Dunluce Castle, County Antrim
Dunluce Castle is one of the most iconic monuments in Northern Ireland, situated rather precariously on the rugged Antrim coast. It provides a very important chapter in the history of the MacDonnells of Antrim and north-east Ulster.
This now-ruined medieval castle is reachable via a bridge connecting it to the mainland and is surrounded by steep drops on each side. You can explore the findings of archaeological digs within the cobbled streets and stone merchants’ houses of the long-abandoned Dunluce town. The dramatic history of Dunluce is matched by tales of a banshee (a female spirit in Irish folklore who heralds the death of a family member) and how the castle kitchens fell into the sea one stormy night in 1639.
Tickets are £6 per adult.
If you love beaches, then make sure you make a trip to Whiterocks Beach on the north coast, awarded the prestigious Blue Flag Award multiple times with a backdrop of limestone cliffs that stretch from Curran Strand to Dunluce Castle.
Glenoe Waterfall, County Antrim
This pretty waterfall is snuggled in the hills just outside the village of Glenoe, 30 minutes from Belfast.
It’s in a deep gorge and was a result of water channels that dropped eight metres over the falls. Tiny fairy houses were added and stuck between the rocks and a tree fell on the top platform, which adds to the dramatic gushing waterfalls.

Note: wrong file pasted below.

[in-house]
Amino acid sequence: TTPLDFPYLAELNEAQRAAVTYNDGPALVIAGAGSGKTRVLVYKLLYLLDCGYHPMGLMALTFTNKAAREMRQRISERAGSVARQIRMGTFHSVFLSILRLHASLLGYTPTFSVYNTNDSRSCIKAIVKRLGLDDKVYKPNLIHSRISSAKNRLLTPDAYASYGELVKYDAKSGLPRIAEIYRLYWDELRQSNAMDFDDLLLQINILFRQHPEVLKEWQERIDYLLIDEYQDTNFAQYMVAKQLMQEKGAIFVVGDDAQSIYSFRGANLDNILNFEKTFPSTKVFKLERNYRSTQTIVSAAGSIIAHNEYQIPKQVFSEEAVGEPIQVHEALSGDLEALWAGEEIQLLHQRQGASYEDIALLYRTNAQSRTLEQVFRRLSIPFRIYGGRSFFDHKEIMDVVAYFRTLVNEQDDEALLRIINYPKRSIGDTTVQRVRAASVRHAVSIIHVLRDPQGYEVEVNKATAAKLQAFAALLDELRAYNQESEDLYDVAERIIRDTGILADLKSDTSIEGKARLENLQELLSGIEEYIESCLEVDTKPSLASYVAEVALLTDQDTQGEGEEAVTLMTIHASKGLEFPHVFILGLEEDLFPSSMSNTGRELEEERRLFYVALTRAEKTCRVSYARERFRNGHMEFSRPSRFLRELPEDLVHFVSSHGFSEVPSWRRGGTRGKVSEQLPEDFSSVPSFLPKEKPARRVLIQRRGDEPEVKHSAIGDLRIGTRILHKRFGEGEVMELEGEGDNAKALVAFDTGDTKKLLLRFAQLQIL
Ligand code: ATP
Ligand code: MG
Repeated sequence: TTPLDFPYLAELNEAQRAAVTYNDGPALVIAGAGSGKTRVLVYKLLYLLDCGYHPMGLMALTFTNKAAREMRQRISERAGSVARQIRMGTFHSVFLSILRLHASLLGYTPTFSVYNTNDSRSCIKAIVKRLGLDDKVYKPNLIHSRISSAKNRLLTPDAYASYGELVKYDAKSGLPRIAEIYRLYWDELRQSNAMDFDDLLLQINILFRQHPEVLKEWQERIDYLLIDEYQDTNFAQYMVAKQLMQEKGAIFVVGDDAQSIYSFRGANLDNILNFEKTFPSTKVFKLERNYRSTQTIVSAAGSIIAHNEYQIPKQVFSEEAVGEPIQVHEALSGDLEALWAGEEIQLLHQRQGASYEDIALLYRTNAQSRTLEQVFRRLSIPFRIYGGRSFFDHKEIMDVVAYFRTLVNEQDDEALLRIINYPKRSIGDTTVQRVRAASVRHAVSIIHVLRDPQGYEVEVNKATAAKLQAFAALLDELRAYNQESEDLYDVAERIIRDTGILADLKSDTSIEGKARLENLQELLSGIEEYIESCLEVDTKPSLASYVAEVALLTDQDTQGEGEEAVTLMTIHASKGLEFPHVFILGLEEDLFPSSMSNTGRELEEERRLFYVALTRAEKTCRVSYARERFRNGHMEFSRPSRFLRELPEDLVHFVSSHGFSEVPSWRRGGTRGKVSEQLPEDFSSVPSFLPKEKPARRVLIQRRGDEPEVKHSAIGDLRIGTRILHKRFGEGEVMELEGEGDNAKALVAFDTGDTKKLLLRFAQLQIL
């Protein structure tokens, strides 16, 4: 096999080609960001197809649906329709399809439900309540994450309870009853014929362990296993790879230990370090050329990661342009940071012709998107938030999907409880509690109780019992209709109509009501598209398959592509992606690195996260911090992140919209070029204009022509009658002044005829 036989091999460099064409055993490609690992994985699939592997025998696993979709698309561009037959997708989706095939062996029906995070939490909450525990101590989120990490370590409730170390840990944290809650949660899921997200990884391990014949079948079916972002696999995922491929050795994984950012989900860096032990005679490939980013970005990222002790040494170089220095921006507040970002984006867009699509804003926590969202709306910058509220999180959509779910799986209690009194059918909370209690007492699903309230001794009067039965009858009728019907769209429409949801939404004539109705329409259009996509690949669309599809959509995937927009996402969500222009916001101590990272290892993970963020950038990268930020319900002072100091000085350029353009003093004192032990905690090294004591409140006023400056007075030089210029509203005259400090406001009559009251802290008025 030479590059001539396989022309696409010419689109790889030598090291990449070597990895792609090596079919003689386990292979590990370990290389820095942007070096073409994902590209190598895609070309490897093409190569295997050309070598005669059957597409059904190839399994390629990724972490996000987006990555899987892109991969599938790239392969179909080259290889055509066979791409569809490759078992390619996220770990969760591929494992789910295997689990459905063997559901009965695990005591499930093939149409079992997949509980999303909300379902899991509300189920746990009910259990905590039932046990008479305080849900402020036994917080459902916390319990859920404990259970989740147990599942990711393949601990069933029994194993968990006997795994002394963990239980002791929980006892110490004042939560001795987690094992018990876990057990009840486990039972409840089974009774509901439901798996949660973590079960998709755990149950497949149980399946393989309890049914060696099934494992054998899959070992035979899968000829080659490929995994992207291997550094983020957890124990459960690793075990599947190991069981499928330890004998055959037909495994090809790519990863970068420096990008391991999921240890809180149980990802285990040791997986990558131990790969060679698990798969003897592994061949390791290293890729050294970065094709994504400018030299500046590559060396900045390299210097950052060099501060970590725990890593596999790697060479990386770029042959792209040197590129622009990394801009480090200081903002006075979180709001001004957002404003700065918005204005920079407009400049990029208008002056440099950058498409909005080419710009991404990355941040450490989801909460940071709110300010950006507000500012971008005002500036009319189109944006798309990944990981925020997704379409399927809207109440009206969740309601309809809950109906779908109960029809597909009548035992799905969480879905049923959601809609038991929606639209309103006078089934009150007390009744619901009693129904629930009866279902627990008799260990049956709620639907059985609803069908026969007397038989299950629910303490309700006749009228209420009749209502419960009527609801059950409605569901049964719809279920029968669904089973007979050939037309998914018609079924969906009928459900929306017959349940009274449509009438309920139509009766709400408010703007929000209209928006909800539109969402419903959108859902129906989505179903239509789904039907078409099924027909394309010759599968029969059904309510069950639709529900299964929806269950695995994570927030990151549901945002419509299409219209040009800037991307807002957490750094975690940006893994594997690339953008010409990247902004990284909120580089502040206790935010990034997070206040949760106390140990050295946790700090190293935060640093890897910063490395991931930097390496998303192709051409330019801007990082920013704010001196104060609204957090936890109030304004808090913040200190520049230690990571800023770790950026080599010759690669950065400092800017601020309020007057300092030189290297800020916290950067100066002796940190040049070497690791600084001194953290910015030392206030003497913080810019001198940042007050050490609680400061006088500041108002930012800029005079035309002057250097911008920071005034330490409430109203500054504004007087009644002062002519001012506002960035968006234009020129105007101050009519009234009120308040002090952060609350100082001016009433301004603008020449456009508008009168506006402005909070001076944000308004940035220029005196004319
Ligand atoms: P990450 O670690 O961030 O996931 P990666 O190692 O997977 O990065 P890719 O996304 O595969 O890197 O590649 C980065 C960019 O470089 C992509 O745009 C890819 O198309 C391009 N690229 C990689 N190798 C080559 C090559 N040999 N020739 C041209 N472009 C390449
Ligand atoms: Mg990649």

Where to stay
If you love the outdoors and you’re after something a little different, check out the family-run Finn Lough Luxury Hideaway, Enniskillen. A truly immersive staycation experience here will allow you to forge a connection with the Northern Irish countryside whilst residing in one of its Forest Domes, Suites or Lakeside Villas. The private, transparent domes are quite unique allowing you to watch the starry nights whilst horizontal on crisp, white sheets.
Forest Bubble Domes are from £295 per night.
Read more: 16 of the best hotels in Ireland
Restaurant top picks
The Muddlers Club in Belfast became the third Northern Ireland restaurant to receive a Michelin star. Named after the secret society that met there over 200 years ago, chef and owner Gareth McCaughey hand picks ingredients daily from the best of homegrown Irish produce, offering an enticing tasting menu (that caters for vegetarians and vegans) and a lunch menu, too. The open kitchen provides a sense of theatre and allows you to look on as Irish ingredients are transformed into Michelin-starred masterpieces.
The icy waters around Northern Ireland produce some great seafood. Enter Harry’s Shack at Portstewart Strand, County Derry — a rustic seafood restaurant right on the beautiful beach. Known for its spiced whitebait, fresh prawns and of course, traditional fish and chips, sunset-viewing tables are popular. It also has a garden overflowing with two acres of organic vegetables and herbs.
If you’re travelling to the Emerald Isle and fail to go north of the border, you are definitely missing out. For such a small place, Northern Ireland has some of the most beautiful sights you will find and our bucket list of things to do keeps increasing.
If you are an adventurer, you can hike, climb and kayak to your heart’s content and if you are seeking something more sedate, a serious food scene and the stunning Causeway Coast is just the tonic.
Featured photo by Peter Unger/Getty Images